Madame Bovary By Gustave Flaubert Part I: Chapter 7

She began by looking round her to see if nothing had changed since last she had been there. She found again in the same places the foxgloves and wallflowers, the beds of nettles growing round the big stones, and the patches of lichen along the three windows, whose shutters, always closed, were rotting away on their rusty iron bars. Her thoughts, aimless at first, wandered at random, like her greyhound, who ran round and round in the fields, yelping after the yellow butterflies, chasing the shrew-mice, or nibbling the poppies on the edge of a cornfield.

Then gradually her ideas took definite shape, and, sitting on the grass that she dug up with little prods of her sunshade, Emma repeated to herself, "Good heavens! Why did I marry?"

She asked herself if by some other chance combination it would have not been possible to meet another man; and she tried to imagine what would have been these unrealised events, this different life, this unknown husband. All, surely, could not be like this one. He might have been handsome, witty, distinguished, attractive, such as, no doubt, her old companions of the convent had married. What were they doing now? In town, with the noise of the streets, the buzz of the theatres and the lights of the ballroom, they were living lives where the heart expands, the senses bourgeon out. But she — her life was cold as a garret whose dormer window looks on the north, and ennui, the silent spider, was weaving its web in the darkness in every corner of her heart.

She recalled the prize days, when she mounted the platform to receive her little crowns, with her hair in long plaits. In her white frock and open prunella shoes she had a pretty way, and when she went back to her seat, the gentlemen bent over her to congratulate her; the courtyard was full of carriages; farewells were called to her through their windows; the music master with his violin case bowed in passing by. How far all of this! How far away! She called Djali, took her between her knees, and smoothed the long delicate head, saying, "Come, kiss mistress; you have no troubles."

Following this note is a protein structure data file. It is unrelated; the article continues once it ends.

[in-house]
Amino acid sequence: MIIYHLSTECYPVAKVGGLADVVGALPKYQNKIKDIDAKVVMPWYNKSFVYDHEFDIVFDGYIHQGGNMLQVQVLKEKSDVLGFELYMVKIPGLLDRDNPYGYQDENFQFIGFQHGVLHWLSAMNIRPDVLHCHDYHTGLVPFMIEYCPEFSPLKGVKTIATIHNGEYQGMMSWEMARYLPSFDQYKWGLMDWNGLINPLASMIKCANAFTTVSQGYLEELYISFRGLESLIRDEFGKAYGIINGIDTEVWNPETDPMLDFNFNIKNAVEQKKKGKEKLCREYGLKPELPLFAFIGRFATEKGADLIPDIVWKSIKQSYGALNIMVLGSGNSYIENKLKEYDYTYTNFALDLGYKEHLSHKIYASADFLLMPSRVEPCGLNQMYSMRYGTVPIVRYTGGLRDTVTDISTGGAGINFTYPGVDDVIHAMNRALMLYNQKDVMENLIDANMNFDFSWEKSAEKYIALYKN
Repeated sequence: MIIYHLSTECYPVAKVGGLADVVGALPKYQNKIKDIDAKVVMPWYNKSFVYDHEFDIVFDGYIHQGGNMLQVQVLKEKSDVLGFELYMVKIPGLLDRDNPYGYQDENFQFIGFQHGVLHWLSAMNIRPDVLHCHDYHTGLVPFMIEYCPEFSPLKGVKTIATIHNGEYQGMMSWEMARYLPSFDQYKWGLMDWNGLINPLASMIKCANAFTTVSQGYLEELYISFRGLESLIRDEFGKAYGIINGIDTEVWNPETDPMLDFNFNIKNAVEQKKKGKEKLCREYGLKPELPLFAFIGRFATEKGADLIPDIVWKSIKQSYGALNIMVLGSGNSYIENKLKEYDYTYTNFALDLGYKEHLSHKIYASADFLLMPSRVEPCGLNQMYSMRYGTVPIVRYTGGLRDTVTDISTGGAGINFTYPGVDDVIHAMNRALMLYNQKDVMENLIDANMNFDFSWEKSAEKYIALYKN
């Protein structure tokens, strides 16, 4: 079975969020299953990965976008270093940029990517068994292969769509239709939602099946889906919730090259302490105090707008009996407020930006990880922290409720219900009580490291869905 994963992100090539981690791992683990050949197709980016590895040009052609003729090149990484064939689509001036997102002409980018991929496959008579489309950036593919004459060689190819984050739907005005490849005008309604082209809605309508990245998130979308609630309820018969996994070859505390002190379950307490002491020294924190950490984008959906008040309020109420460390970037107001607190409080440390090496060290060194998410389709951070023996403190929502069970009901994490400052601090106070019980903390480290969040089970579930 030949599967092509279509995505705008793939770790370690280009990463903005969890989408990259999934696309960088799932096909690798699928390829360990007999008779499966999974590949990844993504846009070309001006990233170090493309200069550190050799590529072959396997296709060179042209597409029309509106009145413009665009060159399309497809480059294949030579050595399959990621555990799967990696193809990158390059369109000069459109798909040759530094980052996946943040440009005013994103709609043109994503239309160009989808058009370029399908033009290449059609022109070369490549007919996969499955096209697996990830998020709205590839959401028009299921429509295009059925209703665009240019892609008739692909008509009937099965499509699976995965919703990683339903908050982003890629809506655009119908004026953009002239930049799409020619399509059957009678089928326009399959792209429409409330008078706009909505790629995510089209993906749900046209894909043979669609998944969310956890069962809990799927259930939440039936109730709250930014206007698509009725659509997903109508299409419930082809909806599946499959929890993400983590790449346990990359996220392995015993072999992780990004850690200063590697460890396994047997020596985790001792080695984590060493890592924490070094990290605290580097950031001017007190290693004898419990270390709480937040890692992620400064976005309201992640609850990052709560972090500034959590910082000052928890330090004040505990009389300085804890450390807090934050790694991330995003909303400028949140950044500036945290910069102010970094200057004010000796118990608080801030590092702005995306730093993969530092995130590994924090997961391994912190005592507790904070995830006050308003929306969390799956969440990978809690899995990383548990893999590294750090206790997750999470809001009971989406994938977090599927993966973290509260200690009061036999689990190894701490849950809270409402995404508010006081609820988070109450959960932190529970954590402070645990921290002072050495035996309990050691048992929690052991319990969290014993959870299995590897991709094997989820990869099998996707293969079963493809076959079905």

Then noting the melancholy face of the graceful animal, who yawned slowly, she softened, and comparing her to herself, spoke to her aloud as to somebody in trouble whom one is consoling.

Occasionally there came gusts of winds, breezes from the sea rolling in one sweep over the whole plateau of the Caux country, which brought even to these fields a salt freshness. The rushes, close to the ground, whistled; the branches trembled in a swift rustling, while their summits, ceaselessly swaying, kept up a deep murmur. Emma drew her shawl round her shoulders and rose.

In the avenue a green light dimmed by the leaves lit up the short moss that crackled softly beneath her feet. The sun was setting; the sky showed red between the branches, and the trunks of the trees, uniform, and planted in a straight line, seemed a brown colonnade standing out against a background of gold. A fear took hold of her; she called Djali, and hurriedly returned to Tostes by the high road, threw herself into an armchair, and for the rest of the evening did not speak.

But towards the end of September something extraordinary fell upon her life; she was invited by the Marquis d'Andervilliers to Vaubyessard.

Secretary of State under the Restoration, the Marquis, anxious to re-enter political life, set about preparing for his candidature to the Chamber of Deputies long beforehand. In the winter he distributed a great deal of wood, and in the Conseil General always enthusiastically demanded new roads for his arrondissement. During the dog-days he had suffered from an abscess, which Charles had cured as if by miracle by giving a timely little touch with the lancet. The steward sent to Tostes to pay for the operation reported in the evening that he had seen some superb cherries in the doctor's little garden. Now cherry trees did not thrive at Vaubyessard; the Marquis asked Bovary for some slips; made it his business to thank his personally; saw Emma; thought she had a pretty figure, and that she did not bow like a peasant; so that he did not think he was going beyond the bounds of condescension, nor, on the other hand, making a mistake, in inviting the young couple.

On Wednesday at three o'clock, Monsieur and Madame Bovary, seated in their dog-cart, set out for Vaubyessard, with a great trunk strapped on behind and a bonnet-box in front of the apron. Besides these Charles held a bandbox between his knees.

They arrived at nightfall, just as the lamps in the park were being lit to show the way for the carriages.

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